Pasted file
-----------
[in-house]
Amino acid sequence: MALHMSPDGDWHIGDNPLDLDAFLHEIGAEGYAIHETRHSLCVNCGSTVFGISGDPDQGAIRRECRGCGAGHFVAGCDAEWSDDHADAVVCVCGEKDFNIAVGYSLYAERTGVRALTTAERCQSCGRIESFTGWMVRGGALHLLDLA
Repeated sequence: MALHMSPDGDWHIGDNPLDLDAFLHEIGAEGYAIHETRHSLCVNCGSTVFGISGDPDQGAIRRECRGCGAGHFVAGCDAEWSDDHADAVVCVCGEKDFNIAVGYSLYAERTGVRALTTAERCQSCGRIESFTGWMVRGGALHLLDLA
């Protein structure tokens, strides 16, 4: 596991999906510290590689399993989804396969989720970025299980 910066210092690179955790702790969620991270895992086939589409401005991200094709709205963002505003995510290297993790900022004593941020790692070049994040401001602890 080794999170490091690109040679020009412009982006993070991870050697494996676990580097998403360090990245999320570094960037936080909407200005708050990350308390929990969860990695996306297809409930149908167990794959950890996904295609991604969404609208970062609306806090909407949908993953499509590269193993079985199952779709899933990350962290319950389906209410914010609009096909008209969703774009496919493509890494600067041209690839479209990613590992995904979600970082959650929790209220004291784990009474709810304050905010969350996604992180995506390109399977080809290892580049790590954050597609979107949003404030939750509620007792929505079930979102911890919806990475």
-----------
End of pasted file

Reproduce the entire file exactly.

[in-house]
Amino acid sequence: MALHMSPDGDWHIGDNPLDLDAFLHEIGAEGYAIHETRHSLCVNCGSTVFGISGDPDQGAIRRECRGCGAGHFVAGCDAEWSDDHADAVVCVCGEKDFNIAVGYSLYAERTGVRALTTAERCQSCGRIESFTGWMVRGGALHLLDLA
Repeated sequence: MALHMSPDGDWHIGDNPLDLDAFLHEIGAEGYAIHETRHSLCVNCGSTVFGISGDPDQGAIRRECRGCGAGHFVAGCDAEWSDDHADAVVCVCGEKDFNIAVGYSLYAERTGVRALTTAERCQSCGRIESFTGWMVRGGALHLLDLA
């Protein structure tokens, strides 16, 4: 596991999906510290590689399993989804396969989720970025299980 910066210092690179955790702790969620991270895992086939589409401005991200094709709205963002505003995510290297993790900022004593941020790692070049994040401001602890 080794999170490091690109040679020009412009982006993070991870050697494996676990580097998403360090990245999320570094960037936080909407200005708050990350308390929990969860990695996306297809409930149908167990794959950890996904295609991604969404609208970062609306806090909407949908993953499509590269193993079985199952779709899933990350962290319950389906209410914010609009096909008209969703774009496919493509890494600067041209690839479209990613590992995904979600970082959650929790209220004291784990009474709810304050905010969350996604992180995506390109399977080809290892580049790590954050597609979107949003404030939750509620007792929505079930979102911890919806990475």